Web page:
Sleep Apnoea: Signs you shouldn’t sleep through
It’s the middle of the night and a man sleeps. As he breathes, the muscles in his throat close. He is without air for anywhere between ten seconds to a minute. His brain registers the lack of oxygen and sends a wake-up call, rousing the sleeper. His airway reopens and he drifts back to sleep. This cycle is called Obstructive Sleep Apnoea and in severe cases it repeats hundreds of times a night. It affects five per cent of Australians, with one in four men over the age of 30 affected.
Many people are unaware of their apnoea, although family members may notice their snoring or worry when they breathe irregularly. Apnoea differs to normal snoring where some air still enters the throat causing noisy vibrations. Due to their disrupted sleep, people with OSA are continually tired and may experience morning headaches, poor concentration, depression, reduced sex drive and increased urination.
- Obesity is a common cause of OSA as fatty tissue can narrow the throat. Other causes include:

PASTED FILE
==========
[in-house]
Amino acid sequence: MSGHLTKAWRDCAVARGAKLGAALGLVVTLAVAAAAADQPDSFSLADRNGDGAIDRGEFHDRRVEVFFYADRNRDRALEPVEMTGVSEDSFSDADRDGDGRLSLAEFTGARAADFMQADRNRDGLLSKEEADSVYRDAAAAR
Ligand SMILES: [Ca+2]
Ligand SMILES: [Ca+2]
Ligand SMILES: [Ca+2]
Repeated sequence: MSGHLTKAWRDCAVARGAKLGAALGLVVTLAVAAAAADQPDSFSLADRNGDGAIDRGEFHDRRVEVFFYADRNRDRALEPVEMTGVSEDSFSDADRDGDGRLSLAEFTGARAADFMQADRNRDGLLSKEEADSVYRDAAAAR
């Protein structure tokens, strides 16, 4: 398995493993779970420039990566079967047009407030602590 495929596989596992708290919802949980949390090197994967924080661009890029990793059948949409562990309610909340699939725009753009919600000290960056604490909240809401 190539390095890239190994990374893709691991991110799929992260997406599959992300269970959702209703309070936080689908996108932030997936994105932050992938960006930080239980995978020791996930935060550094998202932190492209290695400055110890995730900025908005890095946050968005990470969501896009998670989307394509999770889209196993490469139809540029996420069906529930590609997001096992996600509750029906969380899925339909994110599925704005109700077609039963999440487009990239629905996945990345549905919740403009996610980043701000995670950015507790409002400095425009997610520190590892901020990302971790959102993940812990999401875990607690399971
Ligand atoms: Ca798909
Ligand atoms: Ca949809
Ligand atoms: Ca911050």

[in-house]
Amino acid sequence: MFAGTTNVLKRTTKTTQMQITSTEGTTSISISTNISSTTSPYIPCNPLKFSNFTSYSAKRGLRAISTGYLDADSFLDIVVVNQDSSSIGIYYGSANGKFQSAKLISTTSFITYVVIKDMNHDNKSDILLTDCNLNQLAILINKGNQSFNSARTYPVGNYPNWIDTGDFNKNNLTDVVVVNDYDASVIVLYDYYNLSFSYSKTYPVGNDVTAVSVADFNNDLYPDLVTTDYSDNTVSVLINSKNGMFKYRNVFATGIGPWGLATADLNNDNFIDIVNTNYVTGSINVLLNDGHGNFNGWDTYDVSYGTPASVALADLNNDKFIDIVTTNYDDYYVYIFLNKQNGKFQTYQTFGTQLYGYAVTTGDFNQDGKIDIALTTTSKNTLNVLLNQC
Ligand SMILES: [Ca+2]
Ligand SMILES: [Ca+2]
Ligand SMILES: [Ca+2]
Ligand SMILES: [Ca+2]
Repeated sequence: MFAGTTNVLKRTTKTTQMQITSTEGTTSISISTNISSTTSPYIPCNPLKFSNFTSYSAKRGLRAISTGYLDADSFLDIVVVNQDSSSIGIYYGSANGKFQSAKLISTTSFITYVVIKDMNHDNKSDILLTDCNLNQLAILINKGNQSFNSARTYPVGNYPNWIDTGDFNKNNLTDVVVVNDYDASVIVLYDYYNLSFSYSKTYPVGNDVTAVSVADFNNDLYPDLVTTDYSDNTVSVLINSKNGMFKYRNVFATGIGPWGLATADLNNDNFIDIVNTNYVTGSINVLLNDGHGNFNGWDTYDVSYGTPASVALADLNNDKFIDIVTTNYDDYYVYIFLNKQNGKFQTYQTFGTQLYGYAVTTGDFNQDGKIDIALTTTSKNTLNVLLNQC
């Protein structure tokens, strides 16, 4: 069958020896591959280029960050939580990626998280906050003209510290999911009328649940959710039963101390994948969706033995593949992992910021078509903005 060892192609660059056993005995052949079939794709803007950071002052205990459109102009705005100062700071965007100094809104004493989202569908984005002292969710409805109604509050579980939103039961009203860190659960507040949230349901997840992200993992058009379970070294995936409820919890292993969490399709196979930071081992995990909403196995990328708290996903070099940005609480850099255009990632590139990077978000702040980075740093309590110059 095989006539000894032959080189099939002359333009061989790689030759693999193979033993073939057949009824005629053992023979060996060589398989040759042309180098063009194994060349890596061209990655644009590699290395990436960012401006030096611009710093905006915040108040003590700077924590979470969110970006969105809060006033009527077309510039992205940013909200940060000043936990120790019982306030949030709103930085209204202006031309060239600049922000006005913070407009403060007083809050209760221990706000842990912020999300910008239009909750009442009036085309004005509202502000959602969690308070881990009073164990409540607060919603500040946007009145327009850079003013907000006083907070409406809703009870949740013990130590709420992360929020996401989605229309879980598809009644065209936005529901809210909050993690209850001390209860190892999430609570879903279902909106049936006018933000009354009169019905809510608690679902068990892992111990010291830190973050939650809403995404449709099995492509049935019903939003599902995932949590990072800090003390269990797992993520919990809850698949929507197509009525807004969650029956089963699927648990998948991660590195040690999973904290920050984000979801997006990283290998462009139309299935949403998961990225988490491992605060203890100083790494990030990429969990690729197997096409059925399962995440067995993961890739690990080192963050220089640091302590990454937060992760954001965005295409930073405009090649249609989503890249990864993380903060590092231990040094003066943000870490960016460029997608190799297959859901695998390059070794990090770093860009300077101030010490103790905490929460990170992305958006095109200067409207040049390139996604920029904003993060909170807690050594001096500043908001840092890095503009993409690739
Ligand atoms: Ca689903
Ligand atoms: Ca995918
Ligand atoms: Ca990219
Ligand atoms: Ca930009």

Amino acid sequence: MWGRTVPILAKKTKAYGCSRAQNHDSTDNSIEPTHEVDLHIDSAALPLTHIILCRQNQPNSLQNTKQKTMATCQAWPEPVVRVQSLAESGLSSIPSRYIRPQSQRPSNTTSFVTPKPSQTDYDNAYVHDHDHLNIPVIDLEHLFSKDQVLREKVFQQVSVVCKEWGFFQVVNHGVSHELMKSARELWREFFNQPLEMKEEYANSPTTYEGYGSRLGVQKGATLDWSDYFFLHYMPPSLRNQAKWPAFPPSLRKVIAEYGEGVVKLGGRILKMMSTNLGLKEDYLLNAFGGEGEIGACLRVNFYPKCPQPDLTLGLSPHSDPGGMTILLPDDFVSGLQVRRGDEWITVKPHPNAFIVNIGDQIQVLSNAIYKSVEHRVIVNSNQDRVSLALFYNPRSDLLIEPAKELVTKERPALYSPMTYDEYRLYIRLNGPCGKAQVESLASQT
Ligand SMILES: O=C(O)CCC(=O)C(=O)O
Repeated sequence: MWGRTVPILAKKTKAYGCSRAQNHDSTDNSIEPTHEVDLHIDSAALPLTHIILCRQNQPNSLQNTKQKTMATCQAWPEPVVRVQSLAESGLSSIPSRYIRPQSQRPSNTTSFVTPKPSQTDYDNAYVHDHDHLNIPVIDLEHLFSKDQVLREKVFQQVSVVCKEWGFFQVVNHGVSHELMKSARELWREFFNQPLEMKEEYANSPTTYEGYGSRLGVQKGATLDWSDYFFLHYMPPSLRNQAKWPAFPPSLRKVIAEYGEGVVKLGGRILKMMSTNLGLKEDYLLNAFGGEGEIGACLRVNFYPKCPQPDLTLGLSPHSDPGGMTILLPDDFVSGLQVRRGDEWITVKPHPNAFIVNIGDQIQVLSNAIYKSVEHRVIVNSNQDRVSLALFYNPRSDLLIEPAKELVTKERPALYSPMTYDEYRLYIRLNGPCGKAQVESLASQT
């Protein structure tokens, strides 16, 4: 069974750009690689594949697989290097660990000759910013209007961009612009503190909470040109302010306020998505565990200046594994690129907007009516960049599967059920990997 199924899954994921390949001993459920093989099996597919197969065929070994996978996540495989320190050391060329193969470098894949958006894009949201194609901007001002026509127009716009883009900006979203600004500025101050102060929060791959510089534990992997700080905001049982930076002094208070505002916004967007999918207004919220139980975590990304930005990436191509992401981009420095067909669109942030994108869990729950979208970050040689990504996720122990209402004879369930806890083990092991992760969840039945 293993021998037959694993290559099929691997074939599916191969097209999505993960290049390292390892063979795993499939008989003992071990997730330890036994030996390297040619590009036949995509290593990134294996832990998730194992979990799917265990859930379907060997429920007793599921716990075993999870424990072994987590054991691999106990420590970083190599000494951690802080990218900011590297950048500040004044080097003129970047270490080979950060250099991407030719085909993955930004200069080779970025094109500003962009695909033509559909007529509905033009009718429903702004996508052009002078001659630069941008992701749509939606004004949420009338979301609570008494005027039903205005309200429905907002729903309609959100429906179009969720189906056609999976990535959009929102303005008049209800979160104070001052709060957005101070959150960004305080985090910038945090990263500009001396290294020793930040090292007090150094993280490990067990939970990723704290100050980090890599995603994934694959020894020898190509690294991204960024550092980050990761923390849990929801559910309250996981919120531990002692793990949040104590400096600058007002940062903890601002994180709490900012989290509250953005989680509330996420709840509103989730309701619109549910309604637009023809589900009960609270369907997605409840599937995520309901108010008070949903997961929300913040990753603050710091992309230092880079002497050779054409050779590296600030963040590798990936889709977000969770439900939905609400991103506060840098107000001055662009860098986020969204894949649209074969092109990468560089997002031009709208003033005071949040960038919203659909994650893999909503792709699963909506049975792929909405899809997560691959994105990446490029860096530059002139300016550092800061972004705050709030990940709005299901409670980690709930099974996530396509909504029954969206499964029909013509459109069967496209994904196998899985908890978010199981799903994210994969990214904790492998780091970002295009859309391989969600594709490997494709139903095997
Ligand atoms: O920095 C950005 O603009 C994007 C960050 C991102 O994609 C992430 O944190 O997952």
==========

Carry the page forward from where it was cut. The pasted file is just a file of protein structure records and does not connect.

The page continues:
- Alcohol consumption (relaxes the throat muscles and decreases arousal responses)
- Nose or throat problems (eg. enlarged tonsils or thyroid gland swellings)
- Nasal congestion from smoking or hayfever
- Sleeping tablets or sedatives
- Facial bone or muscle shape
- Central Sleep Apnoea (CSA) is less common than OSA. It is caused by a weakened respiratory system rather than an obstruction to the upper airway.
Why is it a problem?
If you have sleep apnoea you are more likely to have high blood pressure and are at a higher risk for motor vehicle accidents due to tiredness. Severe sleep apnoea may increase your risk of diabetes, heart attack, stroke or depression. It also disrupts your ability to function well at work and in relationships.
For people with mild OSA, losing weight and reducing alcohol intake may be all that’s needed. Treating nasal congestion, limiting the use of sedatives and improving lung function can help too.
For more OSA one of the most effective treatments is nasal continuous positive airway pressure (CPAP). CPAP uses a small air pump to deliver gentle pressure to a mask covering your nose. This keeps your throat open – stopping snoring and the long-term effects of apnoea. Another common treatment is a special mouthguard, which keeps the airway open by holding the jaw forward. If all these treatments are ineffective, there are also surgical options your doctor can discuss with you.